The way we buy cars is changing. For starters, millennials are accustomed to the instant gratification of the internet. They don’t want to have to drive to a dealership and fight for a parking spot. They also don’t want to deal with a pushy salesperson.
According to the J.D. Power Automotive Performance, Execution and Layout (APEAL) survey, which looks at how customers like to interact with car dealerships, millennials would prefer to purchase their next vehicle online. The survey found that millennials were more likely to purchase a car online than any other generation.
“Younger buyers are typically more comfortable with technology than baby boomers. As such, millennials who make up nearly a third of the car-buying population, are more likely to buy a car online than any other generation,” said Pietro Gorlier, president of J.D. Power.
Millennials also want to know the price before they go to a dealership, but this has been a sticking point in the past. Dealers have been able to mark up cars as much as $5,000 more than the manufacturer’s suggested retail price, and this practice is coming under fire from state attorneys general in New York, New Jersey and Florida.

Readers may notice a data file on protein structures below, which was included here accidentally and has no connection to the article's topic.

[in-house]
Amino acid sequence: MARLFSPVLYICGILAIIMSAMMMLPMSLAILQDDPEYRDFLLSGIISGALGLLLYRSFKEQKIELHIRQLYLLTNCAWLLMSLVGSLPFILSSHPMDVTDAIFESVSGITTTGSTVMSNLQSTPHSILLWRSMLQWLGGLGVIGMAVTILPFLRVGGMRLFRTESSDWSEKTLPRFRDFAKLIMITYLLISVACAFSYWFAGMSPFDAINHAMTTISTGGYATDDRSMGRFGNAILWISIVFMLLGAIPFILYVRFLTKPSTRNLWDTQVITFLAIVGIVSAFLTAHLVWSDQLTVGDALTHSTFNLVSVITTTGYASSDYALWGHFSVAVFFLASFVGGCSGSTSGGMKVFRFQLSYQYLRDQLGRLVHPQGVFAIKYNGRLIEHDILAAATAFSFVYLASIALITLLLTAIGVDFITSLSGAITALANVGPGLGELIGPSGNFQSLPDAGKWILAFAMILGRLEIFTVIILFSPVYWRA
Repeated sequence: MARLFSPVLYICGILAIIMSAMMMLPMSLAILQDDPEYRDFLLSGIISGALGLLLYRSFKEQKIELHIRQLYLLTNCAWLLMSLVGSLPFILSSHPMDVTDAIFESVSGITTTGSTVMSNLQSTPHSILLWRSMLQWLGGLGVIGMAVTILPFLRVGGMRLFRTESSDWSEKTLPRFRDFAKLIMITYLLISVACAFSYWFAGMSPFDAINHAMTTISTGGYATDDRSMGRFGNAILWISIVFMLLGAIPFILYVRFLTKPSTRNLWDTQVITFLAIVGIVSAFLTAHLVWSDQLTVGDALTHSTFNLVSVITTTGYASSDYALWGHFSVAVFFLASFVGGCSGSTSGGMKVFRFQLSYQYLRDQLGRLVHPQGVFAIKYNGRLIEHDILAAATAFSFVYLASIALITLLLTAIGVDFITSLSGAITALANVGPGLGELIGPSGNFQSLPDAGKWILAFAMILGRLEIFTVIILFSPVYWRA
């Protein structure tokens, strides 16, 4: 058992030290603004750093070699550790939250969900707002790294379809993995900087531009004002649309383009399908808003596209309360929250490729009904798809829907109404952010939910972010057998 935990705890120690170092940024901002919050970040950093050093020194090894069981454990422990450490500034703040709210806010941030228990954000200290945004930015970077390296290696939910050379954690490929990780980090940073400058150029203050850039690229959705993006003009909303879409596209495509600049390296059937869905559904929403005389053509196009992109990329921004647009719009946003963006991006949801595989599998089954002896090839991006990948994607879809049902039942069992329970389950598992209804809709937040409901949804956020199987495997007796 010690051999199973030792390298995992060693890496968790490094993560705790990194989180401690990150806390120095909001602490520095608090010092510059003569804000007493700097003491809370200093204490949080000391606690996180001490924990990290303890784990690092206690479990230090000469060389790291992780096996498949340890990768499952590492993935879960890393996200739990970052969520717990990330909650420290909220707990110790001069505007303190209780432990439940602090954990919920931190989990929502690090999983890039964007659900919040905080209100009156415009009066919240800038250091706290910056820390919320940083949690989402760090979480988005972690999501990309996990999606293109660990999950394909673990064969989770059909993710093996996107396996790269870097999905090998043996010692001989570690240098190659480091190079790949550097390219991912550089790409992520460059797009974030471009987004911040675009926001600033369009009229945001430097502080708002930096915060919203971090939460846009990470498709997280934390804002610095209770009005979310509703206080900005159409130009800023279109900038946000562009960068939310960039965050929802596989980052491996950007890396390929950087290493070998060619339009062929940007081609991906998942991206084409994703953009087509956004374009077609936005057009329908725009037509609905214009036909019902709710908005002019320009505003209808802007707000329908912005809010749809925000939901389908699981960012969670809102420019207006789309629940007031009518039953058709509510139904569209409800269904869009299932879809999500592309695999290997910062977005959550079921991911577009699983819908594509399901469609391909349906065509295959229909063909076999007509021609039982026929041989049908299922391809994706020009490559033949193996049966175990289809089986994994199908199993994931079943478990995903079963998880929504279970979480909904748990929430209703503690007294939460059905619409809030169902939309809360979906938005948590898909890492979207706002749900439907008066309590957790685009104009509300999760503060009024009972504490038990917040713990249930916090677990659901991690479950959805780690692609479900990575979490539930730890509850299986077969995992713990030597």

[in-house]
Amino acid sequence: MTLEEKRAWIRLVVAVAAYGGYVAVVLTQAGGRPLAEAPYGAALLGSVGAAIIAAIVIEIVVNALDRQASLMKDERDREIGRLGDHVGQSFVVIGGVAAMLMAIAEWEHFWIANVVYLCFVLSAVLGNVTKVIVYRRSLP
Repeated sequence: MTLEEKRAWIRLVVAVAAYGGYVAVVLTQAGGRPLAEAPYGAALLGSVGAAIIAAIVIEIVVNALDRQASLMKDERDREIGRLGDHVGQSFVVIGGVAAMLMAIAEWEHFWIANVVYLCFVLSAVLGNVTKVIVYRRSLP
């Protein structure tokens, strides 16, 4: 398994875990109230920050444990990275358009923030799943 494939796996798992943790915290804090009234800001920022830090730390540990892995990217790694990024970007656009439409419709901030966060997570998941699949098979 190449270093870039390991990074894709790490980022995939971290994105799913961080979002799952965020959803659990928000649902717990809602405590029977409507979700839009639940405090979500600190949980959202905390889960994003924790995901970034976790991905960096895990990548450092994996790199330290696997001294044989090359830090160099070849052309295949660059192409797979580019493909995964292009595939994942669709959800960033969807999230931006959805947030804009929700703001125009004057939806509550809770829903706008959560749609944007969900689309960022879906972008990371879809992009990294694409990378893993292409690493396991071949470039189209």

Additionally, car manufacturers are joining in on the online sales push. Ford, GM and Fiat all offer websites where customers can view the price and specs of a car before visiting a dealership.
The push for online sales is also a way for automakers to cater to millennials, who are more likely to shop for cars online. According to a 2014 study, millennials are almost twice as likely to use a smartphone or computer to research a car purchase than any other generation.
In the end, millennials are more tech-savvy than previous generations, and this trend will likely stay for the next generation. Millennials want to be able to buy a vehicle online, and they want to be able to view the price upfront. Car manufacturers are taking note and creating an online environment that is convenient for millennials.
The bottom line is that millennials prefer to do things online, and automakers are getting on board.
What the future holds
With the number of vehicles sold online increasing, the number of vehicles sold at brick-and-mortar dealerships will likely decrease. This is a huge blow to the dealership model, which relies on new vehicle sales to stay afloat.
The push for online sales will certainly be good for customers, but it could be a death knell for dealerships.